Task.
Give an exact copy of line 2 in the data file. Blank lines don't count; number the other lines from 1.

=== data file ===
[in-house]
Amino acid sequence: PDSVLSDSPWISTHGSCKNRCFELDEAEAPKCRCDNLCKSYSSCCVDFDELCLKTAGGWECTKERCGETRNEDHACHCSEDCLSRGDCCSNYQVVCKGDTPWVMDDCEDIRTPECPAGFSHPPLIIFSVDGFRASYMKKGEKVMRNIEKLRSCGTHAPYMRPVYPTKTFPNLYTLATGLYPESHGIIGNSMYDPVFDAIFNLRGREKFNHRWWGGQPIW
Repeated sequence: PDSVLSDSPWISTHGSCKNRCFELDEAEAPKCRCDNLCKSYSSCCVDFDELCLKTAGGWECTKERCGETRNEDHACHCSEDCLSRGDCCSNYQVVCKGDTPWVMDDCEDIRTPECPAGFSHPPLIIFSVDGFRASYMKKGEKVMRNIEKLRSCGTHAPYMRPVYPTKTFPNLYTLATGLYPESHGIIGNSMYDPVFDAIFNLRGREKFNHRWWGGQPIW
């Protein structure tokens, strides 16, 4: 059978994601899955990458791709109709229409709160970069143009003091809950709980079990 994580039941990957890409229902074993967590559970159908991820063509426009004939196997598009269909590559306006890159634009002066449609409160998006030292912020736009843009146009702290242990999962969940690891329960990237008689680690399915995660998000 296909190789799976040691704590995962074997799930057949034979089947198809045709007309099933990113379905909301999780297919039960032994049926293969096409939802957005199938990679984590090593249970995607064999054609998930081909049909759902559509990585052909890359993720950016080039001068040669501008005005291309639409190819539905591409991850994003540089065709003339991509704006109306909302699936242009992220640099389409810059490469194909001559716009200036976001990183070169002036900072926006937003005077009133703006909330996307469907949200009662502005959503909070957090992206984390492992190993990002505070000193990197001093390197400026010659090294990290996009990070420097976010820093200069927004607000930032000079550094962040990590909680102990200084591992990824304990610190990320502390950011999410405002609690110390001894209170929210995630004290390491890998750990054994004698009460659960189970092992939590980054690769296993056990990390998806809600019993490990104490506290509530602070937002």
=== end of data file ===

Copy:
Amino acid sequence: PDSVLSDSPWISTHGSCKNRCFELDEAEAPKCRCDNLCKSYSSCCVDFDELCLKTAGGWECTKERCGETRNEDHACHCSEDCLSRGDCCSNYQVVCKGDTPWVMDDCEDIRTPECPAGFSHPPLIIFSVDGFRASYMKKGEKVMRNIEKLRSCGTHAPYMRPVYPTKTFPNLYTLATGLYPESHGIIGNSMYDPVFDAIFNLRGREKFNHRWWGGQPIW